How important is salary negotiation for physicians?
Ensuring that you get paid your worth is a crucial conversation to have with a new employer. Often, physicians either avoid or downplay their legitimate concerns about the salary for a new position because they fear that they may be perceived as being demanding. This is particularly true for female physicians. Gender inequity, prioritization of flexible schedules over higher pay, ability to control personal and family time, and deep-seated societal pressures force female physicians to settle for a lot less than their male counterparts. According to a study in 2019, only 18.6% of female residents believed that they were equipped to successfully negotiate their salaries.
Considering this reality, we would like to help you prepare by providing an overview of the best practices around salary negotiation, if you’re getting ready to inquire about a job opening.
Your salary is determined by your post-graduate year level and certain geographic factors during residency and fellowship. In this model, trainees accept their salaries without negotiation throughout the the three to six years of training. The remuneration is not merit-based, but decided by which year in that particular program they are in. Upon completion of training, salaries increase to a junior attending level and multiple variables are added to the equation.
Inexperienced attending must therefore stay updated on critical information such as:
The gap between the average income of a new graduate and an experienced professional will be high during the first few years of practice. Fix an income goal that you would like to achieve within the next five years or so. Divide the difference between an average salary figure of a new graduate and your target salary by five (or your target duration in years). This figure is a rough estimate of how much your salary ought to increase each year you achieve your target. This is just a calculation which may not be applicable to everyone's situation because salaries can vary greatly from one person's situation to another. However, knowing these figures helps you understand how far or near you are from your goals and maintain sustained momentum in your career as a physician.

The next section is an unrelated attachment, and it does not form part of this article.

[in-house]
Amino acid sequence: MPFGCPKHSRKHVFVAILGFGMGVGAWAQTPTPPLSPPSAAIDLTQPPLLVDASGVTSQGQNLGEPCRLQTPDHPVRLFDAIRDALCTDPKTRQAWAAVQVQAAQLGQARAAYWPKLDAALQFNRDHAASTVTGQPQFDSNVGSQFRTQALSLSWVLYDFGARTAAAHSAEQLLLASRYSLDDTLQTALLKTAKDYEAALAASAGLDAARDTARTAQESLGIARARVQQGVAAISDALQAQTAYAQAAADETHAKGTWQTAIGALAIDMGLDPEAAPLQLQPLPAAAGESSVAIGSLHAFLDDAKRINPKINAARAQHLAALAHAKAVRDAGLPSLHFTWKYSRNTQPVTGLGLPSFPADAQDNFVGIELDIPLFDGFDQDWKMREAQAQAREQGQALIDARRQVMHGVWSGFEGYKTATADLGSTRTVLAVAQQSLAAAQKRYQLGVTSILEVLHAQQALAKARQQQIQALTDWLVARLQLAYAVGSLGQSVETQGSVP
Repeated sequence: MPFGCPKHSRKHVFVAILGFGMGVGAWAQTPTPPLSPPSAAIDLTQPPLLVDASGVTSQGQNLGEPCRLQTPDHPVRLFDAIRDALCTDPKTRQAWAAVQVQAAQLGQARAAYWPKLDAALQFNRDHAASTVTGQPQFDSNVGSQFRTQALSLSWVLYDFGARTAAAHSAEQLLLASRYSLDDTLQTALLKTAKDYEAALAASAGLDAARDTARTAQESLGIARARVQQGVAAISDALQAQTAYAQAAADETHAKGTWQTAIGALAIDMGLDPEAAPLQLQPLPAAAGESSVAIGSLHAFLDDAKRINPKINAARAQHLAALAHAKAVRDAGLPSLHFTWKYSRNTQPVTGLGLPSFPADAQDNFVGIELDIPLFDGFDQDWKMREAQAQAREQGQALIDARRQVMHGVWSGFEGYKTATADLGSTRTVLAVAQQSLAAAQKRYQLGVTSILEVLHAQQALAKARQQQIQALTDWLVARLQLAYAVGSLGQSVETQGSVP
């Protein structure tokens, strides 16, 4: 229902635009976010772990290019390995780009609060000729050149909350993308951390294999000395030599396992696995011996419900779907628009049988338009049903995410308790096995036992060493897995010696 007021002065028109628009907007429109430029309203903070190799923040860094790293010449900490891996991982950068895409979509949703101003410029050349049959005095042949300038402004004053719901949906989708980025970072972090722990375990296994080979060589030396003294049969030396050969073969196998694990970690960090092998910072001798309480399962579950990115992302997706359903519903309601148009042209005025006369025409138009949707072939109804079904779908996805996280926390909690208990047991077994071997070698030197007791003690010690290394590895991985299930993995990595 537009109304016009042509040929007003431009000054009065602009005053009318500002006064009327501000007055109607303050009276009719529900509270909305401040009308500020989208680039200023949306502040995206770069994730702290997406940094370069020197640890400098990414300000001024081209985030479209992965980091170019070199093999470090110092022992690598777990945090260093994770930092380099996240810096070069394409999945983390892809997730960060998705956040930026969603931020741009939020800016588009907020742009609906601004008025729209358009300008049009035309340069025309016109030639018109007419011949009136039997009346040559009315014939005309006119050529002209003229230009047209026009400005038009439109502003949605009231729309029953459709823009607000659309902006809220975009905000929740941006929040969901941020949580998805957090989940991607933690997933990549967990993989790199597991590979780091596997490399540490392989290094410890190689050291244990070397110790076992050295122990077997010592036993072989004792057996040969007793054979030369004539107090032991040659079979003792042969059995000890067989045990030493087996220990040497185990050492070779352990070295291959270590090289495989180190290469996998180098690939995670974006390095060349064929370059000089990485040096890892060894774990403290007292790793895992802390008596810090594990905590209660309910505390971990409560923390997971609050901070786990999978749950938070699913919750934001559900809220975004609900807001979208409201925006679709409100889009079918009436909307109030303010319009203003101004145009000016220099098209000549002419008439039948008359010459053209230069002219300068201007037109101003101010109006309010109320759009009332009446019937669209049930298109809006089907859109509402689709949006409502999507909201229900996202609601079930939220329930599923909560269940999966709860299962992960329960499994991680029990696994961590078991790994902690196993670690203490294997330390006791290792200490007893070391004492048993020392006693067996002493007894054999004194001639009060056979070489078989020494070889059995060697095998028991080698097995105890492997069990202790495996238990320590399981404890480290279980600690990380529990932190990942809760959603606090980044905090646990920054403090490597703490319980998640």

Here are some online resources to help you arrive at your market value.
Understand Your Audience
First, identify your target audience.
Consider the gender, age and attitudes of your audience before you make the first move. Since women often run into more difficulties during salary negotiations than men, it's important to keep these aspects in mind and prepare accordingly for the best and worst response that you might receive.
Demonstrate value to the recruiting manager. Mention anything that you have been particularly praised for in your career such as patient reviews, accolades from colleagues, a better way of managing patients through EMR integration, and more. If you were recognized for your team's top performance during surveys, or if you have ever offered healthcare services at a fraction of cost next to none, share these achievements with the recruiter to convince them with evidence that you will be a valuable asset to their medical organization.
These tips for negotiating physician contract can help optimize compensation for your work and ensure that you start your career on the right note in a professional healthcare setting. Go the extra mile to deepen and refine your negotiation skills. Variations of the negotiation game can be played in different settings, depending on whether you're new or old to the industry as well as the geography of the opportunity.
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